This can catch you out with both waterproof cameras and cameras inside housings. As a general rule I like to have cameras and housings closed up before dark the day before. If this isn’t possible, it can be a good idea to have a ‘dry box’ to overnight the cameras in. This is nothing more than a plastic storage box with a rechargeable silica gel pack inside to absorb any moisture or humidity. When using dive housings, consider adding mini desiccant packs either designed for the job or acquired from a friendly pharmacy (from the insides of pill bottles)

Don’t forget the fill flash:

A common problem with taking photos on kayaks is the bright daytime light and strong shadows cast by hats and caps. It can be a good idea to leave the flash in the ‘always on’ position to light shadowed faces – but watch out for reflective strips and piping on paddle clothing and PFDs. Another option (and always a good idea anyway) is to get anglers posing for a shot to remove headgear and sunnies.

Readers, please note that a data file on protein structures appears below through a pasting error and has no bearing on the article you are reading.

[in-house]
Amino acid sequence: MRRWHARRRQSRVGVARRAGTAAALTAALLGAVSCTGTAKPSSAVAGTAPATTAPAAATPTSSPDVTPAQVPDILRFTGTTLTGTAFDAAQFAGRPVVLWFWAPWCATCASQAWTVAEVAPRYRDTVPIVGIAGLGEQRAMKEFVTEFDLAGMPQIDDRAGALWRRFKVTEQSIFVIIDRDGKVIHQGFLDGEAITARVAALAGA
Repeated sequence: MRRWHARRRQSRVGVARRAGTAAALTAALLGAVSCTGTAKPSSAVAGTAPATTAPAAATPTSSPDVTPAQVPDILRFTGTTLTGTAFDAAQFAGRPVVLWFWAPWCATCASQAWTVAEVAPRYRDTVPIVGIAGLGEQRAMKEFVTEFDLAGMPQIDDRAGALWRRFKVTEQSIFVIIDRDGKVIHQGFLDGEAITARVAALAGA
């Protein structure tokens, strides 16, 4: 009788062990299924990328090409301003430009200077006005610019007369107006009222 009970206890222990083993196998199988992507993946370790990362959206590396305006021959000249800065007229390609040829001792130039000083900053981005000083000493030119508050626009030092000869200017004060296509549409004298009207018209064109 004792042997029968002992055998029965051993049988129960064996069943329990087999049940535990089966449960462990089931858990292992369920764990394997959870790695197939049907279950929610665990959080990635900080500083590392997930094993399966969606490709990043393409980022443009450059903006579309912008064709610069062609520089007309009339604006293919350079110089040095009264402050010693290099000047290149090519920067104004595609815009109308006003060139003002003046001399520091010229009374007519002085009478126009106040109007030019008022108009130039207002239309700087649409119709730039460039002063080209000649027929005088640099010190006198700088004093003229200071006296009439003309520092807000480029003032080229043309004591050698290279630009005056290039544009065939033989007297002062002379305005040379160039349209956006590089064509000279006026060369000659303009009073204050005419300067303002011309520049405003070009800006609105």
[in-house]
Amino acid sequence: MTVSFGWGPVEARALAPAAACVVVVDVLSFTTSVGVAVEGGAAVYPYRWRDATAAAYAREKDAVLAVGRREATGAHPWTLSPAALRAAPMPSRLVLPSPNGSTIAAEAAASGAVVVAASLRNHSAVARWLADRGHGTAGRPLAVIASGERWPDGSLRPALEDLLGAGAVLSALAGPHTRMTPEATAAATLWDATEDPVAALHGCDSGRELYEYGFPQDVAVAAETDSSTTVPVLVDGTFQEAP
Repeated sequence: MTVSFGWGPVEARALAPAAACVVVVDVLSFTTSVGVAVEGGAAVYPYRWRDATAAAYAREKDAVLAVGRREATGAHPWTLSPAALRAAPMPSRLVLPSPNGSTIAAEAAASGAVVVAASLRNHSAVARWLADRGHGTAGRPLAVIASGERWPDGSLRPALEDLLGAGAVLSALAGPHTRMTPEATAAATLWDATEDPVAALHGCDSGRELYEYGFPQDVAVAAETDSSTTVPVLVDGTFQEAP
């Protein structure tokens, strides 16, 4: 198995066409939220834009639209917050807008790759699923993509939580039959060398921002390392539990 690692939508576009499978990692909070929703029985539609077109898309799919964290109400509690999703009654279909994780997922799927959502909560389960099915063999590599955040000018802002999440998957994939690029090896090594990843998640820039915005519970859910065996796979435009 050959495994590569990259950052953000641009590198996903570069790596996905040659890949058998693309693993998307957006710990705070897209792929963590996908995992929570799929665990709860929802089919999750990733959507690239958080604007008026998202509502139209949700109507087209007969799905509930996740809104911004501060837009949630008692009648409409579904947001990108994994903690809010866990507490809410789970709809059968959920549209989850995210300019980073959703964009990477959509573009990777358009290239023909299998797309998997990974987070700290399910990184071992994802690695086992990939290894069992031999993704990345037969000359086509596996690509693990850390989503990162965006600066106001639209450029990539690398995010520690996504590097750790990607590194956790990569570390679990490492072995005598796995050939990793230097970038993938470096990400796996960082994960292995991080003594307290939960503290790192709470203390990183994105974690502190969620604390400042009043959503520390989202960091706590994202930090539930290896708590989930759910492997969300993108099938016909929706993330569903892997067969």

Shot composition:

I’m not going to cover this in detail here, as there are excellent photography courses available that can do a better job than me, but here are two hints I can give: try as much as possible to have your subject lit from the front (have them looking into the sun rather than the sun behind them) and make sure you leave a bit of ‘space’ around your subject so you can crop the image to straighten horizons (remember, both kayaks move around a lot, so it can be extremely difficult to get the composition perfect without cropping).

Make sure the battery is charged and there’s plenty of data storage:

Embarrassing as it is, I have to own up to this one, too – I’ve had a flat battery on a trip to the Far North with no way to charge the camera. At least if the data card is full, it’s usually possible to find a few images that can be deleted, but unless your camera takes replaceable batteries, having a flat battery is going to kill your photography!